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Agnes Scott professor captures new look at bright star forming regions

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Agnes Scott professor captures new look at bright star forming regions

Details of individual HII regions in the Galactic Massive Star Forming region known as W49A. The image shows the 3.6 cm and 7 mm emission from the hot (10,000K) ionized gas found around a number of young, high mass stars. These radio frequency observations were made with the Jansky Very Large Array in New Mexico. Photo submitted by Chris DePree.
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Decatur, GA — Agnes Scott professor of physics and astronomy Chris DePree and his team used the National Science Foundation’s Karl G. Jansky Very Large Array to create new, high-resolution radio images of star forming regions. 

These star forming regions are made up of dense clouds of gas and dust and it’s impossible to see them with optical telescopes. But radio telescopes can give researchers a glimpse inside the region. 

“I love the idea that radio astronomy can kind of pull aside this veil,” DePree said. “There’s this veil that’s covering all these regions that we just can’t see with the best optical telescopes.”

Sometimes when people think of a star forming region, they think of the Orion nebula that is in the Orion constellation, DePree said.

The Very Large Array images show the shape and movement of giant clouds of ionized hydrogen gas formed by the intense ultraviolet radiation from young stars. 

DePree studies the very early stages of star formation. He compared these regions to flowers and that the regions he studies are like a flower bud that’s closed up.

“Then you’ve got the flowers that have sort of opened up and we can see those optically,” DePree said. “Those are different stages of development and so it’s interesting to look at all of those and where I ended up with my research was looking at those very early stages of when stars form.”

DePree has been working on this research since about 1995. The proposal he and his team wrote in 2015 was to go back and observe the star forming region again to see if there had been any changes in the past 20 years.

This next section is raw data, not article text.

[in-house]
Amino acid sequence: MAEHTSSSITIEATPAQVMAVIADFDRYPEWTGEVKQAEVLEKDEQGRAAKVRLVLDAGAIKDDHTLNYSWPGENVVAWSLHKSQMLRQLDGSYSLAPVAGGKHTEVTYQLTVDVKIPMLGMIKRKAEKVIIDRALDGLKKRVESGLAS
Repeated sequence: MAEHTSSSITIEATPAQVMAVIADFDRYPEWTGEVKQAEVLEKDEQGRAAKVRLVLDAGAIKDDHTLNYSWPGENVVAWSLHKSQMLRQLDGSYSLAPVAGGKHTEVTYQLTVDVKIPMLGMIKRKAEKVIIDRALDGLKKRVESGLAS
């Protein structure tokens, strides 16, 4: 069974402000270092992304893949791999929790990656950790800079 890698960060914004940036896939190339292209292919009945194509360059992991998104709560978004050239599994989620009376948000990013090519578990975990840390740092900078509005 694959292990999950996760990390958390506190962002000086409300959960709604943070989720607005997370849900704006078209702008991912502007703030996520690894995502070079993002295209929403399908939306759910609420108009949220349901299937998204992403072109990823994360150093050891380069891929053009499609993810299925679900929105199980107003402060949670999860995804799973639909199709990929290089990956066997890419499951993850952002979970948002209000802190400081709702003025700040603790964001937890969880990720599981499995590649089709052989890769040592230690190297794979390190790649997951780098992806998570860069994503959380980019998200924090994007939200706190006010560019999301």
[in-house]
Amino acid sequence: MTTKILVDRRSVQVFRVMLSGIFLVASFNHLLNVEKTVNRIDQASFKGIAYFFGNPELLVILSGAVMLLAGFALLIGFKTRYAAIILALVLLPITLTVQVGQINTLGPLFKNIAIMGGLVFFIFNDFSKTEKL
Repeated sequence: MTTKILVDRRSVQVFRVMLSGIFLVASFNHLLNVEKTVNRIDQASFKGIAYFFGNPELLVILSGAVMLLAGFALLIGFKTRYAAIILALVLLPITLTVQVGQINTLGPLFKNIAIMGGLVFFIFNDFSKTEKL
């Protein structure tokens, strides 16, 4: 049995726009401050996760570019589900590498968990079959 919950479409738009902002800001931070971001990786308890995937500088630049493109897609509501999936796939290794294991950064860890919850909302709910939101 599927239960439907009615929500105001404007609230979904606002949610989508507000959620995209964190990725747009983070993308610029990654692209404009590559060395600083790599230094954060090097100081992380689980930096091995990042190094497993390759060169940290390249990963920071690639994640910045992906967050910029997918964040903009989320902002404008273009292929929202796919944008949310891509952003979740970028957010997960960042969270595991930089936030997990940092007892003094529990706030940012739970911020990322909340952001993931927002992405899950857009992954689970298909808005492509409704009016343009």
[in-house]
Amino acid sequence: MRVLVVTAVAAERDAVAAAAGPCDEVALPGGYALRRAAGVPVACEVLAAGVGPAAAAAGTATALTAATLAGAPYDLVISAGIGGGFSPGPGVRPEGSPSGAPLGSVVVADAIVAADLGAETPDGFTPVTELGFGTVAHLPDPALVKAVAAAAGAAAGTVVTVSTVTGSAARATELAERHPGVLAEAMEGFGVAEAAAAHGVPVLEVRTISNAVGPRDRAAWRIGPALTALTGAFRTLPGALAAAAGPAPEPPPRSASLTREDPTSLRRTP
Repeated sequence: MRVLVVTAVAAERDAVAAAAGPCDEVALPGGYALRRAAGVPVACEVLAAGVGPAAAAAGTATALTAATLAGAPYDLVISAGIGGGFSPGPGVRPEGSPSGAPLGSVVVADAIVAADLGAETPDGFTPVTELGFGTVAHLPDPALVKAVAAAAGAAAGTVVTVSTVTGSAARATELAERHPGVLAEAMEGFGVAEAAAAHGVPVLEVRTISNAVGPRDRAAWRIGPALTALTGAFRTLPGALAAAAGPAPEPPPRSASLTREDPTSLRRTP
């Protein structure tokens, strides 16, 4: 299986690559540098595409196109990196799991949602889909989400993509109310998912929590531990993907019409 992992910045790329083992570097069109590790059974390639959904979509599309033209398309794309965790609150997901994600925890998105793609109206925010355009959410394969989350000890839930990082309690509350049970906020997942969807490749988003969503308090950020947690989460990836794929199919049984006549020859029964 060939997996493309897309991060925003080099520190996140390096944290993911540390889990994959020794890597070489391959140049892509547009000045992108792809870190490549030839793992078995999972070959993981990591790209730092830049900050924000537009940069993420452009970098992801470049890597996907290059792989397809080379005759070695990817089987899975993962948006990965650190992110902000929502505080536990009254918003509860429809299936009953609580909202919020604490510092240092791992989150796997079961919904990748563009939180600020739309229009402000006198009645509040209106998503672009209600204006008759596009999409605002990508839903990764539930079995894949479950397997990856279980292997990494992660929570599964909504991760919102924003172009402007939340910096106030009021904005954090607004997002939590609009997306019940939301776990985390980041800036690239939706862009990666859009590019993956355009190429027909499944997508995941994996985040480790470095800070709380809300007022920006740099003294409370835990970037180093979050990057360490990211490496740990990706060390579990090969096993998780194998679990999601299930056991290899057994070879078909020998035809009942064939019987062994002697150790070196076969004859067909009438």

“Some of the theorists we had been working with had run models that showed that there was some expectation that some of the sources could actually change,” DePree said. 

He, his students and other researchers did the observations, again looking at a source called W49A, which is a star forming region in the Milky Way galaxy, that showed some change in brightness over 20 years later. 

“The changes, we think, have to do with the fact that these stars are still accreting or basically gravitationally pulling in material,” DePree said. “As these accretion events happen, the brightness of the source can fluctuate.”

This newly discovered activity includes a narrow, fast-moving jet in one region, supersonic gas motions in three others, and an unexpected reduction in the radio brightness in another, according to a press release

DePree said the changes appeared to be systematic and were associated with the brightest, smallest sources in the region. 

“What we’re seeing when we see those fluctuations is changes in the environment of the star and that’s why we think it’s associated with the density of the region around it,” DePree said. 

An image showing the regions of hot ionized gas (orange) surrounding massive young stars in the W49A Massive star forming region. The overlay of stars is from the Spitzer Telescope, sensitive to infrared wavelengths. The radio frequency observations were made with the Jansky Very Large Array (VLA) in New Mexico. Photo submitted by Chris DePree.

The researchers are seeking to understand what happens in the close environment of the stars as they are forming. Brightness changes provide information about the near environment of the star, as the regions are very dense, DePree said. 

“They don’t ionize a very big volume,” DePree said. “The gas is ionized in a small volume right around the star and if there are fluctuations in the brightness of that volume of gas that tells us about the changing density of the gas.” 

The most massive of the young stars in the cloud are hot enough to ionize the hydrogen around them and create regions called HII regions. As the hot stars move through different densities of gas in the cloud, they flicker between being able to ionize a large region and just a small region. If they are located in a dense cloud, the HII region will be smaller. 

Once the young star forms a HII region, the stars put out so much energy that they start to disperse the cloud that created them. As the material is pushed away, the whole family of stars is exposed, according to massive star formation educational posters DePree developed with sixth grade teachers at Renfroe Middle School a few years ago. 

“So, I would say, big picture, we’re trying to see these budding HII regions before they bloom into the regions we can detect with optical telescopes,” he added. 

DePree will also be taking a two-year leave of absence from Agnes Scott College beginning in July as he joins the National Radio Astronomy Observatory Headquarters in Charlottesville, Virginia, he said. He will be working on protecting the radio spectrum and ways to make radio observing remain possible in an era of wireless devices.

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